Troubleshooting a Running Toilet

Generally, a toilet largely consists of a tank and a bowl. In some cases, the water can be heard “running” long after the toilet has been flushed, or it can be heard filling the tank. That means that the water used for flushing the toilet is leaving the tank and entering the bowl. “Running” is the most common problem that affects toilets, and it is the most annoying. There are usually three toilet components to troubleshoot:

The flapper:

The toilet’s flapper—also known as the tank ball—is a rubber seal on top of the flush valve in the tank. Carefully remove the heavy tank lid to look inside the tank, and then flush the toilet. The flapper should open the flush valve for a brief period to allow a certain amount of water to flow from the tank to the bowl for flushing the toilet. However, if the flapper does not seat back onto the valve, or it cannot stop the water from exiting the tank, then you need to replace it.

The fill valve:

On the other hand, if the flapper is able to completely seal the flush valve, but water continues to “run,” then there might be a problem with the fill tube. Connected to the overflow pipe, the fill tube normally terminates above the water line. If its end is under water, adjust it correctly by cutting it back. Also inspect the fill valve for any apparent signs of wear and tear, and make sure that the float is properly adjusted to prevent the tank water level from rising above the overflow pipe and draining into it. If there are no signs of wear and tear, you might have to replace the old fill valve.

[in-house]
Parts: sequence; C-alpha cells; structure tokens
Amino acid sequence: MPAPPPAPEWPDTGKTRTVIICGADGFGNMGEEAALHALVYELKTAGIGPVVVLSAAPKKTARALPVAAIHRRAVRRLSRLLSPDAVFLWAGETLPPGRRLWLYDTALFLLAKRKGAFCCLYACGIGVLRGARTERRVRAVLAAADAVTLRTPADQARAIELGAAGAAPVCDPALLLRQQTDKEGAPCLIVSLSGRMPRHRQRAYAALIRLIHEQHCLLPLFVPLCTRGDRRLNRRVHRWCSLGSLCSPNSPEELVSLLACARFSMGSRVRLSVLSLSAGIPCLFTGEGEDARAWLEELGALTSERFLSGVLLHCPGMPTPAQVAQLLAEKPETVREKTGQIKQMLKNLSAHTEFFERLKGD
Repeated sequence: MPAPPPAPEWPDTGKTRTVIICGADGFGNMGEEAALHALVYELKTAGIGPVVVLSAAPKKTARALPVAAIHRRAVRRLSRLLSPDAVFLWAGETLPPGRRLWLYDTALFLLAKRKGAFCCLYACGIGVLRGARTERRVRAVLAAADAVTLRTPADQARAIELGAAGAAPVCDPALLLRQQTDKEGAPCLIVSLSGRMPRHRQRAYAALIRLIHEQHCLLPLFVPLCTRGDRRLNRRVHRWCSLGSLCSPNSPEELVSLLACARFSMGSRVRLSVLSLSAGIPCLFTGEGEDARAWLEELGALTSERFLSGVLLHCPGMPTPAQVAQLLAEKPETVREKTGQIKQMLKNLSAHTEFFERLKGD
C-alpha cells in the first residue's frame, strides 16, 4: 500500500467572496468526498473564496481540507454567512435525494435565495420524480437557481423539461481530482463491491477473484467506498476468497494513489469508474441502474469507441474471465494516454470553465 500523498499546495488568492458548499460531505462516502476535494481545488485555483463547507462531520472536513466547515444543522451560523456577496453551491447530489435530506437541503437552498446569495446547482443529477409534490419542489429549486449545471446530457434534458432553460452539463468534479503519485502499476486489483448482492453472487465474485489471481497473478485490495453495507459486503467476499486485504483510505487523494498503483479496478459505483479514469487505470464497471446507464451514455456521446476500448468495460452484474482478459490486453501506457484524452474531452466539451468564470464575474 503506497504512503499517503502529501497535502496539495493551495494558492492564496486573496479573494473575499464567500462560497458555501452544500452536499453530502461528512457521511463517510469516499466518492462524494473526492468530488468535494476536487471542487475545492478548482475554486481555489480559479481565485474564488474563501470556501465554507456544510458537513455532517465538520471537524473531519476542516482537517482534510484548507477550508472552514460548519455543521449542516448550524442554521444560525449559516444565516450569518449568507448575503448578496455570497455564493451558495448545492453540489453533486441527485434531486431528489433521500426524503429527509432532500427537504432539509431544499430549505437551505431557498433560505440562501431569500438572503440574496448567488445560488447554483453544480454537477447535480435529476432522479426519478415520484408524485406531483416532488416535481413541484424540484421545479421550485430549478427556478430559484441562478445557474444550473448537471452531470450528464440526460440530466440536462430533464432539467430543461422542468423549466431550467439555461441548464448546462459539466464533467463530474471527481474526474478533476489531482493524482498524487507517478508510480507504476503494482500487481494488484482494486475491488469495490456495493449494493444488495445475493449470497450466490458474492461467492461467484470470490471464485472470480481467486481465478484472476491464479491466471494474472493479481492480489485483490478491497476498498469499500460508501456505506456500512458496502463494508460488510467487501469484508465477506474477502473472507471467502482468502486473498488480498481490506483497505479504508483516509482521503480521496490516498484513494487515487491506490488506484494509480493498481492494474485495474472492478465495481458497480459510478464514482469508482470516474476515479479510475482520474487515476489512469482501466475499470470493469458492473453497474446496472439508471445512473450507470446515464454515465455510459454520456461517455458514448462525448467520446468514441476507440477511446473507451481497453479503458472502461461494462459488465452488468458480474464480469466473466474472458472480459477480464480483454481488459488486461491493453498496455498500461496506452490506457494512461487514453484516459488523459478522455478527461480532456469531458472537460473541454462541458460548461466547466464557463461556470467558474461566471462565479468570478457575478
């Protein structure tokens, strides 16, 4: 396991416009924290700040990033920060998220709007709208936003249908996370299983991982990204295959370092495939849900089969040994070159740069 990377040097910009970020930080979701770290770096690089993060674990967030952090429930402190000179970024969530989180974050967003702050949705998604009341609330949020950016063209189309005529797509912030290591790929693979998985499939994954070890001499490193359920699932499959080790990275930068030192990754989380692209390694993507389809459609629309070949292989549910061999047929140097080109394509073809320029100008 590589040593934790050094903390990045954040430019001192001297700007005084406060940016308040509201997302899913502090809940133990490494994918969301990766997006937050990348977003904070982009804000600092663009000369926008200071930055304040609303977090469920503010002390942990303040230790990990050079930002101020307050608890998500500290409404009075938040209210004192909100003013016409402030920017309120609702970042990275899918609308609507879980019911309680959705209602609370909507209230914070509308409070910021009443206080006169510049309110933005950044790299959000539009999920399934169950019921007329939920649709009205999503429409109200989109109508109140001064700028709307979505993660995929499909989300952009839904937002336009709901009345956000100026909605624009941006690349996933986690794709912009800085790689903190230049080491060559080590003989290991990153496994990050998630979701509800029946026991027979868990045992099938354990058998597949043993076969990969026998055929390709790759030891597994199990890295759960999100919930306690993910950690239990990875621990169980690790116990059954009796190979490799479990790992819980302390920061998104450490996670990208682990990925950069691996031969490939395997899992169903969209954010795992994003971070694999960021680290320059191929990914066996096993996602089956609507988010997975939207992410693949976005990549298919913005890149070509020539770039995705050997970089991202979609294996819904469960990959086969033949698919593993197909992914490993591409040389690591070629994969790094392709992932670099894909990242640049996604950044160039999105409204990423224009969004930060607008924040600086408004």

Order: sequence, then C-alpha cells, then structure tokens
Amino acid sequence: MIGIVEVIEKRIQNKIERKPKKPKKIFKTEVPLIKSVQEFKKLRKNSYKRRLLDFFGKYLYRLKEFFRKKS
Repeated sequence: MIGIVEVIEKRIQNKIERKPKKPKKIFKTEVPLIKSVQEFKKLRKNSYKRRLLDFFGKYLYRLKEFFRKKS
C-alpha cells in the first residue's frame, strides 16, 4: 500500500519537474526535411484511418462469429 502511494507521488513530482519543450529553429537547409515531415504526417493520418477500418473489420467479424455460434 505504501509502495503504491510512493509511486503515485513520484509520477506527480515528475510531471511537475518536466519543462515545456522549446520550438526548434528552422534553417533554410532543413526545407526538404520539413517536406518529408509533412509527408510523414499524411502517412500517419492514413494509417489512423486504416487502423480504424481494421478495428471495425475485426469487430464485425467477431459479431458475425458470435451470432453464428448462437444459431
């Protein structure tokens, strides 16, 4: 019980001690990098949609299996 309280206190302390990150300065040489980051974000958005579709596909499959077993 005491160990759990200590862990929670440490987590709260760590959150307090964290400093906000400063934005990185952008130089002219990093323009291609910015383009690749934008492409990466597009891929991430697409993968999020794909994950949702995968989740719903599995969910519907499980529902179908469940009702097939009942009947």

The flush lever assembly:

In some cases, there might be a problem with the flush lever, which is the part outside the tank that you push down to flush the toilet. Make sure that the assembly is tightly secured to the wall of the tank. If it isn’t, go inside the tank to tighten the lock nut that fastens it to the other side of the tank, and make sure it is connected to the flapper. If the lever appears to be bent or in bad shape, the entire assembly would need to be replaced.

Seeking Professional Help

Although troubleshooting a running toilet might seem easy, it might be wise to seek the help of a plumbing professional. If you are not so sure what the problem is with your “running” toilet, they can walk you through the troubleshooting steps or show up for a diagnosis. They can also provide the needed parts or direct you to the nearest home improvement store, like Home Depot. Ultimately, such professional help can save you a lot of time and money.

For professional help with any of your home plumbing or clogged drain needs, contact the friendly and courteous professionals of Mister Sewer. At Mister Sewer, we aim to provide all of our customers with honest and exceptional customer service when it comes to their home plumbing issues. We have our 25 years of experience repairing everything from sewer pipes, clogged drains and standard household plumbing issues throughout the Pittsburgh area. Let us solve your plumbing problems, call Mister Sewer at 412.835.2135 today!

2 thoughts on “Troubleshooting a Running Toilet

  1. It’s painfully obuvois that the water is not getting away quick enough way down the discharge pipe, you have an obstruction.!Buy an old fashioned rubber plunger and have 2 buckets of water ready to pour into the shower tray, start pouring and plunge rapidly, should dislodge the obstruction.

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